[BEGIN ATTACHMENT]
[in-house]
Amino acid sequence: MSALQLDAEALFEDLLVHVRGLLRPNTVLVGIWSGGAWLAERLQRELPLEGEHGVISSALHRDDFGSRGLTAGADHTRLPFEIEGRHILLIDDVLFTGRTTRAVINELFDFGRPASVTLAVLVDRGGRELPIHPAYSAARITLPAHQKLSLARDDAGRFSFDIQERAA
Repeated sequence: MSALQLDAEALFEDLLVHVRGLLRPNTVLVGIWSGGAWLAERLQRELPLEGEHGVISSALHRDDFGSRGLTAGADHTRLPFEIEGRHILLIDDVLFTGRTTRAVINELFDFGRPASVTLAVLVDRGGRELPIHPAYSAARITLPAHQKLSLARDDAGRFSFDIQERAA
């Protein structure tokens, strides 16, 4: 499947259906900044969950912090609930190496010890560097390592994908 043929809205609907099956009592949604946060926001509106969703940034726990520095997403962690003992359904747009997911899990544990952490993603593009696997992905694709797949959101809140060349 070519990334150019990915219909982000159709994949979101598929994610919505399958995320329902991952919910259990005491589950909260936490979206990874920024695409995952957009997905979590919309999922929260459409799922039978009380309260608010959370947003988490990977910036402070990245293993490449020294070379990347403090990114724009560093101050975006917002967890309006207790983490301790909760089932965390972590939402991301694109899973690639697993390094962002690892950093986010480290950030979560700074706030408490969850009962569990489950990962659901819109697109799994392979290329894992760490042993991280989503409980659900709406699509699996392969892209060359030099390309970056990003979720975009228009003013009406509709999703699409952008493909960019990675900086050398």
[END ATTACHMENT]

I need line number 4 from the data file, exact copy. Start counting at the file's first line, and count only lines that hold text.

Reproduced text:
């Protein structure tokens, strides 16, 4: 499947259906900044969950912090609930190496010890560097390592994908 043929809205609907099956009592949604946060926001509106969703940034726990520095997403962690003992359904747009997911899990544990952490993603593009696997992905694709797949959101809140060349 070519990334150019990915219909982000159709994949979101598929994610919505399958995320329902991952919910259990005491589950909260936490979206990874920024695409995952957009997905979590919309999922929260459409799922039978009380309260608010959370947003988490990977910036402070990245293993490449020294070379990347403090990114724009560093101050975006917002967890309006207790983490301790909760089932965390972590939402991301694109899973690639697993390094962002690892950093986010480290950030979560700074706030408490969850009962569990489950990962659901819109697109799994392979290329894992760490042993991280989503409980659900709406699509699996392969892209060359030099390309970056990003979720975009228009003013009406509709999703699409952008493909960019990675900086050398």